Tuesday

Anthony Minghella


Such sad news today, Anthony Minghella passed away at the very young age of 54.

When 'The English Patient' came out I remember being turned off by Miramax's marketing which painted the film as an epic romance. Then, after a few weeks in release, the marketers created a second tier of ads that painted a much wider picture - war, spy intrigue, romance, betrayal and deception. I had the flu and one afternoon in recovery, I dragged myself to the theatre to check it out. My sickness was soon forgotten and I found myself totally engrossed. I went another three times after that. I've been blogging about theatrical experiences and it was one of my favourites - the score by Gabriel Yared, the John Seale photography, the Walter Murch sound mix (and edit and sound design), the specatular locations and performances and one of the most ambitious and complex film stories I had ever seen.

Anthony Minghella became my favourite filmmaker of the current age.

Whereas my film school mates and other friends were in love with Tarantino, Fincher, Rodriguez and Smith I was inspired by Anthony Minghella. Here was a modern filmmaker who elevated film storytelling to the breadth and depth found in literature. His films went beyond character and plot and delved into bigger questions. Questions of morality, life, love, death and identity. He left us with a precious few feature films: 'Truly, Madly, Deeply', 'The English Patient', 'The Talented Mr Ripley', 'Cold Mountain', and 'Breaking and Entering'. All of which I love dearly.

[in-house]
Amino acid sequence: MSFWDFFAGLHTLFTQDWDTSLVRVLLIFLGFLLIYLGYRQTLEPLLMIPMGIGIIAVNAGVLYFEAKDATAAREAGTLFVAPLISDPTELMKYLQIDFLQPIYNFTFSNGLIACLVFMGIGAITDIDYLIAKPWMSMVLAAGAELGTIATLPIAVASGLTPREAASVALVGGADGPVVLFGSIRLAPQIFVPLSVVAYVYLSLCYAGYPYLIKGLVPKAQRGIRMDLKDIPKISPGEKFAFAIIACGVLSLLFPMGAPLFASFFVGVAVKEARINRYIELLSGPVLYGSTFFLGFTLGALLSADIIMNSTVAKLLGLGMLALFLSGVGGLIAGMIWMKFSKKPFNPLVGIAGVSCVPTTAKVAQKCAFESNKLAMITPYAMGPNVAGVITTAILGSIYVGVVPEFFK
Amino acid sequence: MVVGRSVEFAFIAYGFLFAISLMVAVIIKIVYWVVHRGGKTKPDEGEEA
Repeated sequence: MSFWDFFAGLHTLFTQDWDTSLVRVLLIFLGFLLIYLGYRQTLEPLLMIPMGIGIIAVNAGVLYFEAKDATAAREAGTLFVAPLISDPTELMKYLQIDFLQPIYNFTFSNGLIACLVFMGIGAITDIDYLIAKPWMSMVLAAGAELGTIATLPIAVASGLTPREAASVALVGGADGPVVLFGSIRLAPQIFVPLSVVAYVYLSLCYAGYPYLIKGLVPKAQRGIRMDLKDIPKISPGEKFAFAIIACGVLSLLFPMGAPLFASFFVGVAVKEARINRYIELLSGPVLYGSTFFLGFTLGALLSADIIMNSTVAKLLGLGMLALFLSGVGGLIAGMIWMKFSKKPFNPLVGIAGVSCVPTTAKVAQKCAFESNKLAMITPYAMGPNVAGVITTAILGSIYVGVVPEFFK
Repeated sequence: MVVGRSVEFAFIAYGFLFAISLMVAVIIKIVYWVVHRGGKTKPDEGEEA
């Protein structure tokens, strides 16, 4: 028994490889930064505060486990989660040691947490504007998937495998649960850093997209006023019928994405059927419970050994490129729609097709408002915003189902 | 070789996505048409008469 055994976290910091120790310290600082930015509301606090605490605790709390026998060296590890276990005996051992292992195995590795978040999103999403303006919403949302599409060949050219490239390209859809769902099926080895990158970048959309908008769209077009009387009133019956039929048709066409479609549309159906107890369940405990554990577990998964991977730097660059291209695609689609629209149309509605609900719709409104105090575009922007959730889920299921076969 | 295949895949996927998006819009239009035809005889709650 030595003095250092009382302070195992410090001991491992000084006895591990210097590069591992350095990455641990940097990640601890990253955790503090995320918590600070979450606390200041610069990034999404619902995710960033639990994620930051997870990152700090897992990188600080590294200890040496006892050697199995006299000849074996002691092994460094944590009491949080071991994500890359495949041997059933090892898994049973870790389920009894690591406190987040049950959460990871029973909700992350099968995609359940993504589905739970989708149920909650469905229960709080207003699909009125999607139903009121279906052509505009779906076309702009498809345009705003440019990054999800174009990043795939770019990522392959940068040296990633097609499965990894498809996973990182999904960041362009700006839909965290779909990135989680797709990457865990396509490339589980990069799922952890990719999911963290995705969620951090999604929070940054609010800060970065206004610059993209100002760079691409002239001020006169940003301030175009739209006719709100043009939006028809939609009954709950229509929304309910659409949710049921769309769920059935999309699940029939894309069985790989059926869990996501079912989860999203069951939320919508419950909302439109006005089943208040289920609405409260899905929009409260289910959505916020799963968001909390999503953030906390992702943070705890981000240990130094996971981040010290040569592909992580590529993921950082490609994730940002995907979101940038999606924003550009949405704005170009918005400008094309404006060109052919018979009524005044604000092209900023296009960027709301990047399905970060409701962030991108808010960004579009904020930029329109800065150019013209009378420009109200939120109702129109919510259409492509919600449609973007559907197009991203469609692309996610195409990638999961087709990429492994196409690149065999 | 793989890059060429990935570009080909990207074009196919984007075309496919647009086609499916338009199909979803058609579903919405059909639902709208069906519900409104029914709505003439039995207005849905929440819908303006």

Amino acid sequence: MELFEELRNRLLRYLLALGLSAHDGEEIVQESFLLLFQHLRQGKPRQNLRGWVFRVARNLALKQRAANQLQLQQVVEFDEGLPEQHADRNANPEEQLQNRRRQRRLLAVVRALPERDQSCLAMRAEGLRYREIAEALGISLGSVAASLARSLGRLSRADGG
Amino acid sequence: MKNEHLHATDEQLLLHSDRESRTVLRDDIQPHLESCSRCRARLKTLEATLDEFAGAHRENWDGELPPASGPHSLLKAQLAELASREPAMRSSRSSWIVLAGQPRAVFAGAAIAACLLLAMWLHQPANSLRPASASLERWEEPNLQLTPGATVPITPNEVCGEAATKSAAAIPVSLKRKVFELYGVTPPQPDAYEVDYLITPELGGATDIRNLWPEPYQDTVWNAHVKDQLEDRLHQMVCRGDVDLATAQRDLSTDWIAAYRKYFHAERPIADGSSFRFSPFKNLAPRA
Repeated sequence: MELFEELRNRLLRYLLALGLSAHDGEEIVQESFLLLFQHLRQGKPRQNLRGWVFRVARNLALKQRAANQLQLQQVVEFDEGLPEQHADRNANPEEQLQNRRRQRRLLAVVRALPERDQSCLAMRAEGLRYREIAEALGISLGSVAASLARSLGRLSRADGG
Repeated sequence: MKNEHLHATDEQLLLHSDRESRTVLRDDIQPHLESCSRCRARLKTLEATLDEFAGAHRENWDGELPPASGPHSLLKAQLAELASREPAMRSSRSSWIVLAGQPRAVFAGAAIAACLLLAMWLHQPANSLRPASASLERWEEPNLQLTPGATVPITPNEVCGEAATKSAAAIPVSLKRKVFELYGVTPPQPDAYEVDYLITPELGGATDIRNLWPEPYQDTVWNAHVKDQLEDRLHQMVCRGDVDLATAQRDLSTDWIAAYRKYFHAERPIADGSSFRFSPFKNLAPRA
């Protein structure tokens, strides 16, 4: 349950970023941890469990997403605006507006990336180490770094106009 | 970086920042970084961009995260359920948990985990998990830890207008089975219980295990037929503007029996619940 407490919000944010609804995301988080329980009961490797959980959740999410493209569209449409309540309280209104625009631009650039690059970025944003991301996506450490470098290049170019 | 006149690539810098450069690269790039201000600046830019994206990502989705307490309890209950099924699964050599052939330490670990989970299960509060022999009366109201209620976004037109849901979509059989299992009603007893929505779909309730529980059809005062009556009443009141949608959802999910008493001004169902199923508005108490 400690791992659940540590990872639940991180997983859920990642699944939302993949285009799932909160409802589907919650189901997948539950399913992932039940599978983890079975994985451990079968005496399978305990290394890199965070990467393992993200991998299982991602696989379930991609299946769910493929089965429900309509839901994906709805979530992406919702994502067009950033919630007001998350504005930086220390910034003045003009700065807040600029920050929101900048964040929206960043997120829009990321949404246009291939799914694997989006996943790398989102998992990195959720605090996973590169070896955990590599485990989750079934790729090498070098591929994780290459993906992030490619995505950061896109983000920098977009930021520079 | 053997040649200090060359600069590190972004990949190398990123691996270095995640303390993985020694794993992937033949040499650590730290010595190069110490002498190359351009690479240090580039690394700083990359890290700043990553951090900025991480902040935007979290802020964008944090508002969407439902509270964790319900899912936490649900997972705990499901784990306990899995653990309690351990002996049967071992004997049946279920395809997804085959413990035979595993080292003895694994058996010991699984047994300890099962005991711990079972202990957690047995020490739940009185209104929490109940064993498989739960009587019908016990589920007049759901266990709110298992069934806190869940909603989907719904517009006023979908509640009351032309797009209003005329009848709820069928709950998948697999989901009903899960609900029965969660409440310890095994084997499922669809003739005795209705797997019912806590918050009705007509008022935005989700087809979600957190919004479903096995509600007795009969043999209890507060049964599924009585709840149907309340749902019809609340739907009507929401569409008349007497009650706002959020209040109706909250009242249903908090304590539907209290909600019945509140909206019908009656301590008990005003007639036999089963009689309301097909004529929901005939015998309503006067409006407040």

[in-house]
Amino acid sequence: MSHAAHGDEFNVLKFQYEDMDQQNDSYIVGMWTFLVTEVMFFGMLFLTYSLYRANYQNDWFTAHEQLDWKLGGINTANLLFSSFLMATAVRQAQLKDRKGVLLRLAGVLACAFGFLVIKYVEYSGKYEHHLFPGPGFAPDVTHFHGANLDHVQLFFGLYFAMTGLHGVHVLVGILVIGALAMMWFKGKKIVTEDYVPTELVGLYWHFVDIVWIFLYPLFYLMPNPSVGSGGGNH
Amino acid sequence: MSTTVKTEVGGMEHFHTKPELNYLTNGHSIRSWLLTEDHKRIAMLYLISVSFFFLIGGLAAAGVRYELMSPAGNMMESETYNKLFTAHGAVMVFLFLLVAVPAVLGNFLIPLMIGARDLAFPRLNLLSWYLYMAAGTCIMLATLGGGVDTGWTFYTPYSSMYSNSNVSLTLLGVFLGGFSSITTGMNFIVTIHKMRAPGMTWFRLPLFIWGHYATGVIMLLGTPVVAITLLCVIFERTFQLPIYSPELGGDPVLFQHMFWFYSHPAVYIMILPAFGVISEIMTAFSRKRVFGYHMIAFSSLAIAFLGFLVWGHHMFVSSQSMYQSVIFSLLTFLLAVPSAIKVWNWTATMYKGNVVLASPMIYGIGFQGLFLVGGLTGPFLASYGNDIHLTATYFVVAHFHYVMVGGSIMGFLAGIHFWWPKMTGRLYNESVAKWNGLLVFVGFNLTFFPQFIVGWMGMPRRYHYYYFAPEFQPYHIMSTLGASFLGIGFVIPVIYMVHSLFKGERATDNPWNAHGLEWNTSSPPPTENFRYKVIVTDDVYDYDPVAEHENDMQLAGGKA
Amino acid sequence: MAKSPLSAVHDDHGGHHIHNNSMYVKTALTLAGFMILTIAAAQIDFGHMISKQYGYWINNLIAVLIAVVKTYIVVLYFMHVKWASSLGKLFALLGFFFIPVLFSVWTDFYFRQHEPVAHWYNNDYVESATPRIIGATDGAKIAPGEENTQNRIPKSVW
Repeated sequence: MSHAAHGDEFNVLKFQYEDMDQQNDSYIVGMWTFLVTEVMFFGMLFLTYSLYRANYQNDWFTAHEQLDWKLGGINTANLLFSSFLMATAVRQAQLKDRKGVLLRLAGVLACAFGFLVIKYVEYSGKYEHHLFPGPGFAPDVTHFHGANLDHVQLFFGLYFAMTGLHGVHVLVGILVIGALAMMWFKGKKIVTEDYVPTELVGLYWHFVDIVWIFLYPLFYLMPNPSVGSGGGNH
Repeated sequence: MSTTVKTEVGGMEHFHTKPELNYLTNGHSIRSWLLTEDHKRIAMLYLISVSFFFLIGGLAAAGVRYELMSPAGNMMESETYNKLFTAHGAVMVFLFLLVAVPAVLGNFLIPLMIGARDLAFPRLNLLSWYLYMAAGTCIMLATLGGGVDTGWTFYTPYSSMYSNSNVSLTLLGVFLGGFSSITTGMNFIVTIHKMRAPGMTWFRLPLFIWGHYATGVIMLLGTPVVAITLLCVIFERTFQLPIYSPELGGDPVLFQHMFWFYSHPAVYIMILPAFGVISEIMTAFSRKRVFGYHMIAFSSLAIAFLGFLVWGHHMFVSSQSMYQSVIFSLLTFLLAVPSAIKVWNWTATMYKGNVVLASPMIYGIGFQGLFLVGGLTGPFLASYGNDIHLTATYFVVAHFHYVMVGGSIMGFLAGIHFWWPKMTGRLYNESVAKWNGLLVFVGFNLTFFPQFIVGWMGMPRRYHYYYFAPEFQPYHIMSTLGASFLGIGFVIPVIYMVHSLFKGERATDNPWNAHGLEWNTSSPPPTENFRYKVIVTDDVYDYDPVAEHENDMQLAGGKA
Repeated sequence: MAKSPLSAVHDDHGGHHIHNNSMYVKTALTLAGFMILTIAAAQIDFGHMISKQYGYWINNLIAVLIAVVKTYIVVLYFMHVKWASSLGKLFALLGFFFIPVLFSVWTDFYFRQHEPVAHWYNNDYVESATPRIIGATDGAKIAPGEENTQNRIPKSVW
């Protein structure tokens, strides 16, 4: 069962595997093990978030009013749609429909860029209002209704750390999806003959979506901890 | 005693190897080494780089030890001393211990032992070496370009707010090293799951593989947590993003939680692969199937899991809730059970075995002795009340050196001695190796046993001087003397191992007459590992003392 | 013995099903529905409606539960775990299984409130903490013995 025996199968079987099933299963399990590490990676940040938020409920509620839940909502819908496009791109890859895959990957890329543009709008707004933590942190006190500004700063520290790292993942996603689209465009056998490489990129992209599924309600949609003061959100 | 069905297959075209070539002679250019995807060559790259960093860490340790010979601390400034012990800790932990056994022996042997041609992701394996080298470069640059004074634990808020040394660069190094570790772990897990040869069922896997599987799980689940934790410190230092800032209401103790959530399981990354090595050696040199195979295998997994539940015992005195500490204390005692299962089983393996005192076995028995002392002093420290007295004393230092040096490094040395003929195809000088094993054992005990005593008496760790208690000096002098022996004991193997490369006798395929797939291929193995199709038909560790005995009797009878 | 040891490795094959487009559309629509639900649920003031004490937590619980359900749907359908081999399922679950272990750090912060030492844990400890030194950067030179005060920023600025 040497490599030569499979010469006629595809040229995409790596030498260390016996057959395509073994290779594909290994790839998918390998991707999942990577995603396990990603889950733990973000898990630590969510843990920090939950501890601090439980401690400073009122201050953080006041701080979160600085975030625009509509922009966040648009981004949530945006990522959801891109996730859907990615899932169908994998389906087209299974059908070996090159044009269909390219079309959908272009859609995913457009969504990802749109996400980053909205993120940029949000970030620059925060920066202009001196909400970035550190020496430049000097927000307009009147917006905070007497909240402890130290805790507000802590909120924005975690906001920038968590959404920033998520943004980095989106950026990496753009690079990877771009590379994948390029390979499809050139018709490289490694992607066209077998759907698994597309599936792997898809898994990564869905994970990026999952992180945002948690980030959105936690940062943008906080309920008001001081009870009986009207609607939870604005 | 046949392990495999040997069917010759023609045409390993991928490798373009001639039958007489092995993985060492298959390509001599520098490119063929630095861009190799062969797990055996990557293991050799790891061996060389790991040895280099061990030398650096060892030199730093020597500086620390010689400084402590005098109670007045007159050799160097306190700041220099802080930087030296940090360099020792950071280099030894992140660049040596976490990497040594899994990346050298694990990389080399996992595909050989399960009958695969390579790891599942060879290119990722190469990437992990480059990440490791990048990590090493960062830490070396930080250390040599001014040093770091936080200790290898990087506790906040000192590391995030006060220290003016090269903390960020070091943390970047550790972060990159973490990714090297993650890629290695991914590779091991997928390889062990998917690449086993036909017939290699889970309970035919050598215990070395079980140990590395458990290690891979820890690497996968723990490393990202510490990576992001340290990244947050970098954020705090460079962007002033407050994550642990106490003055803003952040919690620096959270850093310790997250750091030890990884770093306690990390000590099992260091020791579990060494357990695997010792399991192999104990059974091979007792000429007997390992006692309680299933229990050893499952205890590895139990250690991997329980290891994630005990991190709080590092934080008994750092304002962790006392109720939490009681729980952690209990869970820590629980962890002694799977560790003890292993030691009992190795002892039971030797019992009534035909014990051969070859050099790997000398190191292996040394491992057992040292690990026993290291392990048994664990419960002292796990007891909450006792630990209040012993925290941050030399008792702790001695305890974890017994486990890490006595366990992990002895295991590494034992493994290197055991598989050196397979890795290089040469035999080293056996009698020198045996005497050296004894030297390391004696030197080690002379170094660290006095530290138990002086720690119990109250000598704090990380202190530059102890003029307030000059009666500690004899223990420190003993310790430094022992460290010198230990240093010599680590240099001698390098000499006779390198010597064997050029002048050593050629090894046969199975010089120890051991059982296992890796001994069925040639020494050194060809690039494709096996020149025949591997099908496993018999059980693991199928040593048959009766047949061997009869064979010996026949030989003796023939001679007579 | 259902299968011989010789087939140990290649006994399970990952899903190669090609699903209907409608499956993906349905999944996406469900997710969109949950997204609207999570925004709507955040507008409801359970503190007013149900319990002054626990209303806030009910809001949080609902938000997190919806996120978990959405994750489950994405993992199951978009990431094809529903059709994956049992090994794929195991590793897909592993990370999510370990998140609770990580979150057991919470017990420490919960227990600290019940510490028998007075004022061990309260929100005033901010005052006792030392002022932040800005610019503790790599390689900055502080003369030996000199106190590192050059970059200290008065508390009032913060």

Minghella had a rich life in the arts outside of the film world and this is one of the reasons he was so artistically successful. He wrote for television, the theatre and radio. His love of music, literature and poetry was plainly evident in his works. I had been kicking around the idea of writing about 'Breaking and Entering' and Minghella's unabashed and enthusiastic love of the metaphor. As a writer he was working far beyond what we normally get in the realm of the movies and I am going to miss him. As a director he was a generous master of the craft, surrounding himself with great artists and giving them a voice and due credit.

What more can I say about it? It's death and we're all heading for its inevitable grasp. What we can do is find comfort in those extraordinary moments of beauty in life and in art. I'm thankful that Anthony Minghella shared so many great moments with us.

3 comments:

Anonymous said...

Truly a sad loss... Your post makes me want to see Breaking & Entering!! I missed that one somehow...

Vin

Robbo said...

I too watched "Truly, Madly, Deeply" again upon the news of Mr. Minghella's passing. While I never met the man I know a number of colleagues who were very close to him and are shattered by his abrupt departure. His gifts not just as a director but as a writer, a crafter of words, stood out and served the promise to enrich us all with his presence. He will be sorely missed.

Mark said...

I never made the connection before... he worked with Jim Henson on 'The Storyteller' series.

Small world.